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Students' desks were long, slanting wooden shelves that were attached to the side walls. Students sat on wooden benches or stools. Girls sat at the desks on one side of the room; boys sat on the other side.
I Remember . . .
Letitia Youmans, Campaign Echoes: the Autobiography of Mrs. Letitia Youmans, the Pioneer of the White Ribbon Movement in Canada (Toronto: William Briggs, 1893), p. 29.
At the front of the classroom was the simple wooden desk or table for the teacher. Attendance was taken every day and records of who was at school and who was absent were kept in the teacher's register.
Paper was in short supply in early schoolhouses. Students used slates, a kind of small hand-held blackboard. Slate pencils were used to write on these boards. The slate and pencil were made of hard rock and students wrote by scratching the board with the pencil.
There was no electricity in these early schoolhouses. The main source of illumination was the light that came through the windows. Oil lamps were used at certain times of the year. It was often dark in the room and students had to do their work as best they could without much light. Coal-oil lamps filled with kerosene were used in some schoolhouses although they smoked when placed in a draft. Lamps were sometimes mounted on metal brackets on the walls. In the summer, when the windows were open, the schoolroom buzzed with pesky flies because there were no screens.
I Remember . . .
Letitia Youmans, Campaign Echoes: the Autobiography of Mrs. Letitia Youmans, the Pioneer of the White Ribbon Movement in Canada (Toronto: William Briggs, 1893), p. 30, 31.
Punishment for an assortment of undesirable behaviours could result in the use of a whipping stick or rod. These were made from hickory, willow or birch branches. Some teachers made the student cut his or her own stick from a tree in the schoolyard. Students sometimes went home with red marks on their legs from the whipping.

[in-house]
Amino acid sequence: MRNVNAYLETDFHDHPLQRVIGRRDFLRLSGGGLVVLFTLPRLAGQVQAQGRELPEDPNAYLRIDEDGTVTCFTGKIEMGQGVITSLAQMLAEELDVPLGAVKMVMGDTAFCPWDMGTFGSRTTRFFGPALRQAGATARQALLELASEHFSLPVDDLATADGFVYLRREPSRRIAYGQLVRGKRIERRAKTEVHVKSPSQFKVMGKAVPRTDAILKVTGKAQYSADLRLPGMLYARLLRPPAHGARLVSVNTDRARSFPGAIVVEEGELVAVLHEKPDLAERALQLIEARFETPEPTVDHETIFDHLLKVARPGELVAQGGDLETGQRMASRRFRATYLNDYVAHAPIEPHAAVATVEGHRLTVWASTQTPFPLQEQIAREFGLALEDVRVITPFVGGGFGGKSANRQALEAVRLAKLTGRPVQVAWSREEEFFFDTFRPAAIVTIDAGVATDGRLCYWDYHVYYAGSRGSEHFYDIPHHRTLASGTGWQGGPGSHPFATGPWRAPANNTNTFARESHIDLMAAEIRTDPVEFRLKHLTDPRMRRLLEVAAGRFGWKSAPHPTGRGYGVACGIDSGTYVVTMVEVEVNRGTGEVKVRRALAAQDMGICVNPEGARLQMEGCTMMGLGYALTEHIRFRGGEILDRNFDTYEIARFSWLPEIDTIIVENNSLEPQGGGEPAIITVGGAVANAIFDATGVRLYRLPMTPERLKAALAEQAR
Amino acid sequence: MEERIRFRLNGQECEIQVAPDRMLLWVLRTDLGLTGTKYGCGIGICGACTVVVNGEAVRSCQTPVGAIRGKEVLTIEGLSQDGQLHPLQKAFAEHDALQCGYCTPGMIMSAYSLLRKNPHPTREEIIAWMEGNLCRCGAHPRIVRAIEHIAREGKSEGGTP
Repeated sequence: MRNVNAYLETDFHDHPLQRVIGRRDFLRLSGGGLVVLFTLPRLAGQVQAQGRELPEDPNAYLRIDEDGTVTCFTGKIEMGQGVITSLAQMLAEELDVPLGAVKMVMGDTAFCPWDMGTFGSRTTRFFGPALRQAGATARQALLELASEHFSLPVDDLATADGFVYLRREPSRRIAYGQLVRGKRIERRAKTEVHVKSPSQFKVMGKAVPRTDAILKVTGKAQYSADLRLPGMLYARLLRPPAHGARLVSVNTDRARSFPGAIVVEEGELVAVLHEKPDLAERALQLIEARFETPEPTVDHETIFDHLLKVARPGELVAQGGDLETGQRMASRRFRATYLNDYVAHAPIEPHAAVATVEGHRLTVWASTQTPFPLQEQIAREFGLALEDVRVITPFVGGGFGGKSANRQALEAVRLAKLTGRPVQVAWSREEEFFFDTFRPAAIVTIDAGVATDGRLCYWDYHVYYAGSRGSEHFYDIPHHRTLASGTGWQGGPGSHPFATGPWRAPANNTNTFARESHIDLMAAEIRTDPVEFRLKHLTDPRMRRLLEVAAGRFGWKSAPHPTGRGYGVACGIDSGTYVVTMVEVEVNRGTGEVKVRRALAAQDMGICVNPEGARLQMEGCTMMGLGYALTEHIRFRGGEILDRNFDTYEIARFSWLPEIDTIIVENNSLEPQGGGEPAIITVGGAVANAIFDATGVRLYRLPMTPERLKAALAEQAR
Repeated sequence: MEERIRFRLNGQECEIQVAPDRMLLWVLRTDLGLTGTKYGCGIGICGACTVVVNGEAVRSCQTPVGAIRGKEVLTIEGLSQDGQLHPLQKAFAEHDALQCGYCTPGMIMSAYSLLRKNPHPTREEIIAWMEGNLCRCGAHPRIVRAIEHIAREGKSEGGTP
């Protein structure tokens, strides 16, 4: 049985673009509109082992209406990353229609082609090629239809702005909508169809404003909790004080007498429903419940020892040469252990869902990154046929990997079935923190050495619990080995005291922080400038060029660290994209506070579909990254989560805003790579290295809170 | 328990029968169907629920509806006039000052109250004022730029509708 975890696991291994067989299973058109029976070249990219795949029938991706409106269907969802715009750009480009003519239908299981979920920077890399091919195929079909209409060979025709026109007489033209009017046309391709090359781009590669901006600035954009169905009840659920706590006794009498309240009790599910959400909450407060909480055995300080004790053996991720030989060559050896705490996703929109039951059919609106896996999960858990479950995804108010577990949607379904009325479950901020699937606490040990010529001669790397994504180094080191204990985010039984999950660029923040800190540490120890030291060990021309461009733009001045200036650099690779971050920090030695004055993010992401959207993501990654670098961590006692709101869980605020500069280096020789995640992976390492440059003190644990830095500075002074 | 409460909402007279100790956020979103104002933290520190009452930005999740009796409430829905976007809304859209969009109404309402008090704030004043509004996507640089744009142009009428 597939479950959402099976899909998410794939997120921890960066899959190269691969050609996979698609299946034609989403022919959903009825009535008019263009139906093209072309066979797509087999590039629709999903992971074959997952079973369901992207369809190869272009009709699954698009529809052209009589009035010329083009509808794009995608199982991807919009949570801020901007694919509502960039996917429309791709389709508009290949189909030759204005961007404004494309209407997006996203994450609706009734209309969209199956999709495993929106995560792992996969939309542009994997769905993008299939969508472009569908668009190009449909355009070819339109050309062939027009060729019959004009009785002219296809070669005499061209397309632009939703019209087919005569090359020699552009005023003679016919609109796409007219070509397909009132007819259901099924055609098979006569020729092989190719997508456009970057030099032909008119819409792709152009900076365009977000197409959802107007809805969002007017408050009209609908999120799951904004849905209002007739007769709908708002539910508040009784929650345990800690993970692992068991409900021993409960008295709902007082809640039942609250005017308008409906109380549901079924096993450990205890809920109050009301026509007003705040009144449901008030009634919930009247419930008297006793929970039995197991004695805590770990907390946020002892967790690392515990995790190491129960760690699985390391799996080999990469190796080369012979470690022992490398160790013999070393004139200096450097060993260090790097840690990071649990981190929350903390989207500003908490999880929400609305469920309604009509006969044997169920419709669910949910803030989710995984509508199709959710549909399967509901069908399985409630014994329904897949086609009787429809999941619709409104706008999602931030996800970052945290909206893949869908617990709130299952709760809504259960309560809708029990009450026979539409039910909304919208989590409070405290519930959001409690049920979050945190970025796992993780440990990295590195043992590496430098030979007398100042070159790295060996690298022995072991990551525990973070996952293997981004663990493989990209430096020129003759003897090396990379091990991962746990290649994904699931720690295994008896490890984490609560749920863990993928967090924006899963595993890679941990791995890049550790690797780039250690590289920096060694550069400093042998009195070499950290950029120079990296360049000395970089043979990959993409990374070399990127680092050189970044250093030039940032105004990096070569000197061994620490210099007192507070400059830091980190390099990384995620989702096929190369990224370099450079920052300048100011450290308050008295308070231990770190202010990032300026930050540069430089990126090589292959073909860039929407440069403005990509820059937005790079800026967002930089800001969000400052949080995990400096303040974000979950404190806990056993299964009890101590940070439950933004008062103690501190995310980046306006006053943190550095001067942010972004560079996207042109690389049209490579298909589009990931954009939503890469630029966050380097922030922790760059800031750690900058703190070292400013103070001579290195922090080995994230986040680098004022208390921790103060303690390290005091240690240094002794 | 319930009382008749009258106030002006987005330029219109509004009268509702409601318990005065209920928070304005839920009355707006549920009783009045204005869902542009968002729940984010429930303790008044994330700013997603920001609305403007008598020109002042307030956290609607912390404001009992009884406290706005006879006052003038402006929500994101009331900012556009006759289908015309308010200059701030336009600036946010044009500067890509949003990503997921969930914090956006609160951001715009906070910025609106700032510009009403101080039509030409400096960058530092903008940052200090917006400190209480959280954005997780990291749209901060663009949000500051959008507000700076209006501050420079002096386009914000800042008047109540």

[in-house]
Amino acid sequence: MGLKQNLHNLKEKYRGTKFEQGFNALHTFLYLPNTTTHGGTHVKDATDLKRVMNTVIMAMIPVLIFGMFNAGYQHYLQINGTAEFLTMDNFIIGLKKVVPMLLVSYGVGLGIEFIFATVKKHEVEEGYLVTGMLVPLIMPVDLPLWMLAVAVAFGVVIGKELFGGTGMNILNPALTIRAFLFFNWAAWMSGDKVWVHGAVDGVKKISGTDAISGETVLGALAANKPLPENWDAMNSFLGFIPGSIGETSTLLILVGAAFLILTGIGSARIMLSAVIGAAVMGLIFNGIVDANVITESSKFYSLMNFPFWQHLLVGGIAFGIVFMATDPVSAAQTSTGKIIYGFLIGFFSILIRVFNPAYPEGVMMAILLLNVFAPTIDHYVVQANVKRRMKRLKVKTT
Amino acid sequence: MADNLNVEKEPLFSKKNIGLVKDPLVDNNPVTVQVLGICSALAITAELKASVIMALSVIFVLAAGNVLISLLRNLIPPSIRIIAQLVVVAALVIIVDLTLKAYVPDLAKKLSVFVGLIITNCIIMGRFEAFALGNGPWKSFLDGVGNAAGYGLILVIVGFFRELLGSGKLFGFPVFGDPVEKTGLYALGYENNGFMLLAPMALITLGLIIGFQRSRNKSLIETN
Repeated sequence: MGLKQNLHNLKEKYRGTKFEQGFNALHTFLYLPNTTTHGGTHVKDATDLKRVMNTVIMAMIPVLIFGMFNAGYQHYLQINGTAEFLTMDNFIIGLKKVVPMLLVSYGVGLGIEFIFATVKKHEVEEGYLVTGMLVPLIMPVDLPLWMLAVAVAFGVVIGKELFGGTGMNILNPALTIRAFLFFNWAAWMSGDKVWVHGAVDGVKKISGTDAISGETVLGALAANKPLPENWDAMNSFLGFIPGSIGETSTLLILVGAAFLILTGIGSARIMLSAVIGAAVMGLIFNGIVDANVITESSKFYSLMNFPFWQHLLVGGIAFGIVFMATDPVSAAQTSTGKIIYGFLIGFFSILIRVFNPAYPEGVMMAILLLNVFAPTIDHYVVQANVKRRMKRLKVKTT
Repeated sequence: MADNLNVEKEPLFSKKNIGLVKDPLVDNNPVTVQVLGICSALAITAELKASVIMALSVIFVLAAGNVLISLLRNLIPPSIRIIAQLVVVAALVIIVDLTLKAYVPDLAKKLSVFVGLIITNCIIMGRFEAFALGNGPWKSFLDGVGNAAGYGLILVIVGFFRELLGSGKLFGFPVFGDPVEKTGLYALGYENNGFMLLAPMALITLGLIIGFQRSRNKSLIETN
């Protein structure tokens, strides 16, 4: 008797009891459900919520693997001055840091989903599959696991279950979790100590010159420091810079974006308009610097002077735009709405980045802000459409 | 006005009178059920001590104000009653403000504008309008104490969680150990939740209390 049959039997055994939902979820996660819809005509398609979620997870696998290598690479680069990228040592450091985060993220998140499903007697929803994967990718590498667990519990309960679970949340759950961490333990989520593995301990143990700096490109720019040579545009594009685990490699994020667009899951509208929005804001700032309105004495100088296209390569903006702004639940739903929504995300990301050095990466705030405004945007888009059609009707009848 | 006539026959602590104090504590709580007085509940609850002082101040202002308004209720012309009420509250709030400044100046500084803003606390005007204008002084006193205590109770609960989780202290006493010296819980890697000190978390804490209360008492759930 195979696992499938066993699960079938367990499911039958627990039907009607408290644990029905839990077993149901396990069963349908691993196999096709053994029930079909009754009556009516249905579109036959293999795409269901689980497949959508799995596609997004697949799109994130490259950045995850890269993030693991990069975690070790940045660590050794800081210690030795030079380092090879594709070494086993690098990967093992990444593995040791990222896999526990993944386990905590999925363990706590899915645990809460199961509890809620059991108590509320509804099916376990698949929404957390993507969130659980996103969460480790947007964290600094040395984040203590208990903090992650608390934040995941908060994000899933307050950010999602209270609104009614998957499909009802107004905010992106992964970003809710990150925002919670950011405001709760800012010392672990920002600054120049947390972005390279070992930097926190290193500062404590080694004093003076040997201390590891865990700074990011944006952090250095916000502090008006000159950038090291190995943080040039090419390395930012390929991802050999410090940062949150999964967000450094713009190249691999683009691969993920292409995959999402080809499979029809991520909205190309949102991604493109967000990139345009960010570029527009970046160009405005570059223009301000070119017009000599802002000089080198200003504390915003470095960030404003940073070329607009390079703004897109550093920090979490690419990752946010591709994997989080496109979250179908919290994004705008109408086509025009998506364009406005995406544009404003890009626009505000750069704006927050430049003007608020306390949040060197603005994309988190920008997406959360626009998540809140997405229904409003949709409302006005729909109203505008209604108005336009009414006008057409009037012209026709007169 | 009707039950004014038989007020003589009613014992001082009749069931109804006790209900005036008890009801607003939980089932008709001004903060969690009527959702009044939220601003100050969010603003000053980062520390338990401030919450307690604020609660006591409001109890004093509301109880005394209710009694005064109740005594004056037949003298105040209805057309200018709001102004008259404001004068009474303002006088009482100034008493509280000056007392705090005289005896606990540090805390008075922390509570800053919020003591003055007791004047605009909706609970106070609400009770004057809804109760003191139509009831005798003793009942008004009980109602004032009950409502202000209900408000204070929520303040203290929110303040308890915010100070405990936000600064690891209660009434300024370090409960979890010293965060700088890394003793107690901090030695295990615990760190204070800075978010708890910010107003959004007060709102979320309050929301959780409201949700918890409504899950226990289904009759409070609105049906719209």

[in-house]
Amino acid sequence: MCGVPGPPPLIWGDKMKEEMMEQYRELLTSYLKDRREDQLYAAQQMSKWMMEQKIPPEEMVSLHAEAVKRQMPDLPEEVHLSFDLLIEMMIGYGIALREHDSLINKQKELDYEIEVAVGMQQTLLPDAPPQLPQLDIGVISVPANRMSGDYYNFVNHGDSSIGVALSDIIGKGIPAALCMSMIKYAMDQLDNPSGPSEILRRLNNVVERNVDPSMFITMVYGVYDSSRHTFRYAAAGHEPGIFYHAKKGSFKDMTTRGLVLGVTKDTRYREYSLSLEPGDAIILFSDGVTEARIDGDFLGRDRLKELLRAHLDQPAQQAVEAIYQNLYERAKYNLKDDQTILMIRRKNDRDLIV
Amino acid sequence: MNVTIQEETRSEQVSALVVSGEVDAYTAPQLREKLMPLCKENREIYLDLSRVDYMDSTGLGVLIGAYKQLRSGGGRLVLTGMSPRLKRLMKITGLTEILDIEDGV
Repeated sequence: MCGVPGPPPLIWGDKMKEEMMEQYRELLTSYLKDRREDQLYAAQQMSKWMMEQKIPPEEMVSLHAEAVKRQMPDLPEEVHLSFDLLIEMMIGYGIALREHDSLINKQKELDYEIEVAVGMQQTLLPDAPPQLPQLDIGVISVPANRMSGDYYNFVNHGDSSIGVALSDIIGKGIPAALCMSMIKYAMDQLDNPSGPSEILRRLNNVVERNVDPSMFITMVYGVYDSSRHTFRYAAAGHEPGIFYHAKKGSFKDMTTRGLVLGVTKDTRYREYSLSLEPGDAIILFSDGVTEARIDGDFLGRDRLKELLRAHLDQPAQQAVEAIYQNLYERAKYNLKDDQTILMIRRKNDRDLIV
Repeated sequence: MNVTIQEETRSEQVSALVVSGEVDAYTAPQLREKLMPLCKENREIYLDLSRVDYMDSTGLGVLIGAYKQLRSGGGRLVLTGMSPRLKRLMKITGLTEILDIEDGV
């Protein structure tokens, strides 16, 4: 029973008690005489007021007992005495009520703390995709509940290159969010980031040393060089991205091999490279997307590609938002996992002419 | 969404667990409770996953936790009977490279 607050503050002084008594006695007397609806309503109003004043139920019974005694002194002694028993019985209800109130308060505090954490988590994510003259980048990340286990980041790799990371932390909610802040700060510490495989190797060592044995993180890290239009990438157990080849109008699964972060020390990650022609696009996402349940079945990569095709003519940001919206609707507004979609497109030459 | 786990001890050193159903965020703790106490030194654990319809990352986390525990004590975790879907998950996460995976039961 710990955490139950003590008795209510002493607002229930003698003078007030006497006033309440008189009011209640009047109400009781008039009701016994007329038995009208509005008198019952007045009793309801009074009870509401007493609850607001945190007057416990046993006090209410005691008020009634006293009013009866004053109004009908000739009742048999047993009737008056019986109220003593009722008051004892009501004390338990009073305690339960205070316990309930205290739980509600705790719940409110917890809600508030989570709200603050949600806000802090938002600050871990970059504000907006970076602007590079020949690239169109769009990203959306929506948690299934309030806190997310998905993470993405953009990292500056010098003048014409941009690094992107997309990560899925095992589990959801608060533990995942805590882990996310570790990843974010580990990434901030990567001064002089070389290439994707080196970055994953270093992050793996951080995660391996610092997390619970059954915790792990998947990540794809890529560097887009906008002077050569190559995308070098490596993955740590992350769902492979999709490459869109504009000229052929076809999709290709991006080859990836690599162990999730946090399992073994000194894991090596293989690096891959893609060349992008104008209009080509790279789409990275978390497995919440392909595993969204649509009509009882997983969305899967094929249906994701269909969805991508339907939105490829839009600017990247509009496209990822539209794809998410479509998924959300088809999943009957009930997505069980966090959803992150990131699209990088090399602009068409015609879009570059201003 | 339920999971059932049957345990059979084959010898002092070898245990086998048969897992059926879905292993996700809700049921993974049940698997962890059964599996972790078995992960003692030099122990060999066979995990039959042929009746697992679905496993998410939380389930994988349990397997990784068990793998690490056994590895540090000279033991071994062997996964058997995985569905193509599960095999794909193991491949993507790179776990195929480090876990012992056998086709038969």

There were many other forms of punishment such as holding heavy firewood in outstretched arms, standing on one foot for a long period of time, wearing a dunce's cap, kneeling in an uncomfortable position, having your ears or hair pulled, and being pinched.
Early teachers spent most of their time teaching students the basics: reading, writing and arithmetic. Many families believed that if you could read the Bible, you would be a good Christian. Having good handwriting was considered a sign of a cultured person. Being able to write and do arithmetic was important for keeping accounts as a farmer, storekeeper, or other business person.
Sometimes, there were very few books in the schoolhouse so the Bible was used for reading, as well as a primer. A primer contained the alphabet, numbers, spelling words and poems. It was used by students who were learning to read and write.
Hop over to What Were the Schoolbooks Like to have a look at some more early schoolbooks.
Early schoolhouses had no running water. Water had to be fetched from the well, if there was one, and if not, then from a local brook, stream, river, or nearby house. Students would take turns fetching fresh water for the school. Water was kept in a basin on a small table or bench. Students were expected to keep their hands clean. Drinking water was kept in a container, preferably with a lid to keep out dust and flies. The same metal dipper or drinking cup was used by all the students to take a drink and only one hand towel was available for all to share. So much for keeping your germs to yourself!
There were no ballpoint pens, let alone felt pens or gel pens for early students! They used a pen called a quill, made from a goose feather. The hard end of the feather was cut into a sharp point and the tip was dipped in an inkwell or a bottle of ink. The teacher was in charge of keeping enough feathers sharp, but sometimes older students helped to keep everyone supplied. Unfortunately, this type of pen left a lot of ink on the page and sometimes caused ugly blots that marred a page of beautiful handwriting. To soak up excess ink, blotting paper was pressed onto fresh writing.
"Ink was made by the parents, by boiling soft maple bark in rain water for a couple of hours, straining or filtering it, and putting into it sufficient copperas, or sulphate of iron, to get the required colour-black."
Jean Cochrane, The School (Markham, Ont.: Fitzhenry & Whiteside, 1986), p. 17.